I received a letter saying the Hep B antigen is "non reactive", more tests ordered. I will contact my doctor tomorrow. What does that mean? She told me I was a carrier two weeks ago. Does this change anything?
I called the docs office today and had someone explain to me what my test results. What I got was, "liver enzymes normal, kidney function normal, electrolyte normal, AST and ALT normal, hep be antigen was non reactive, you are a carrier." I am assuming there is something else I was supposed to ask. Should I get the actual test results? Something in the test has to be positive in order for me to be a carrier, right? I think I will find another doctor.
1) Is Hep B surface Antigen reactive? If surface antigen is not, then you don't have HBV. Skip the rest of the questions below because it doesn't apply to you.
2) If surface antigen is reactive, then ask them if Surface antigen antibodies is reactive. If antibodies is reactive, then it means you were expose but already clear the virus and is now immune for life. Go to 3.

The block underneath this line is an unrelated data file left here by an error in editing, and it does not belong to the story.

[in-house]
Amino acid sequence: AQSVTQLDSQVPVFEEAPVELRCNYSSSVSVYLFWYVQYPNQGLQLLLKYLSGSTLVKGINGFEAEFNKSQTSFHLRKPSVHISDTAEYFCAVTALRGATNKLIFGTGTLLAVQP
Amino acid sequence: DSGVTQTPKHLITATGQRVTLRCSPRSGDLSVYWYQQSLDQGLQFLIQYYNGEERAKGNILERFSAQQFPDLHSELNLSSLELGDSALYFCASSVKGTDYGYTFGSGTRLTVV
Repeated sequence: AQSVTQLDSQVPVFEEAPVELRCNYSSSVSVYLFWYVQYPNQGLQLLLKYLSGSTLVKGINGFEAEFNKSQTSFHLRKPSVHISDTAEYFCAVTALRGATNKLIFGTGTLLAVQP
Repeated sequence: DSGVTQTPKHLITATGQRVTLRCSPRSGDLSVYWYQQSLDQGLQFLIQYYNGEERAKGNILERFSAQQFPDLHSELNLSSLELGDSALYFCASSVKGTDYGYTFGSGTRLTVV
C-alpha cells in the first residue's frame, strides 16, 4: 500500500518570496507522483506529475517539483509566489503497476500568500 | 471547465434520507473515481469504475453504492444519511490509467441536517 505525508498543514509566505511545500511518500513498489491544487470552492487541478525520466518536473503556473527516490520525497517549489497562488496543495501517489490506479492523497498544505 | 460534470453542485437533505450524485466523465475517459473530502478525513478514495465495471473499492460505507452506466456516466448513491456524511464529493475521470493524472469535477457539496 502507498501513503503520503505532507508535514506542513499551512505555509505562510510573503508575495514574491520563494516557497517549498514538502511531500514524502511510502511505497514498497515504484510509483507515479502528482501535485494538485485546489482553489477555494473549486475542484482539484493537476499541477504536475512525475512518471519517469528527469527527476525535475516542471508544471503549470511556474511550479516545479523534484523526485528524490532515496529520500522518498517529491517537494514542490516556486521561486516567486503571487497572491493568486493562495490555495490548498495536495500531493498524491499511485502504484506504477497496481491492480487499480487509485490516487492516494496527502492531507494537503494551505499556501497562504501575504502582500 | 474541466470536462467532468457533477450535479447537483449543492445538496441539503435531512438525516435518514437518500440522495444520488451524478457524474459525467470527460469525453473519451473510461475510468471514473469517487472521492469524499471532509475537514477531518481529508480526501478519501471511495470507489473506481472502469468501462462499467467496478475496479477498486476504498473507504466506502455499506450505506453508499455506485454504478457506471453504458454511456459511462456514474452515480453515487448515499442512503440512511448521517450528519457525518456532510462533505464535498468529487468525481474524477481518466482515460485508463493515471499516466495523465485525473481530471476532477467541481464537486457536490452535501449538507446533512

3) Is IgM reactive? If IgM is reactive, then you have an acute infection. If IgM is not reactive, then you have HBV and is a carrier.
From what you wrote, you said Hep be antigen, which is another antigen from HBV, not the same as surface antigen (Hep B sAg). Knowing Hep be antigen only doesn't tell us anything unless you know your Hep B surface antigen status.
I know it's confusing but come back if you still don't understand...
I don't believe I am getting all of the information. I don't know when I was exposed, I have given blood at the docs office three times since early March. I guess I am expecting more from the doctor. I will ask to see the tests and determine the results of the surface antigen. Should I inquire about anything else?
From what I have read here and other places, as a carrier I should expect to be contagious for the rest of my life because I did not develop antibodies. I am really struggling with this because I don't know how I got it. No marital problems. No drugs.It takes me a year to drink a 12 pack of beer. The only body fluids I come in contact with are from playing basketball. The occasional bloody nose, cuts and scratches and sweat here and there. During my physical in Oct 07, I was fine! Sorry, this is just me trying to sort out my life.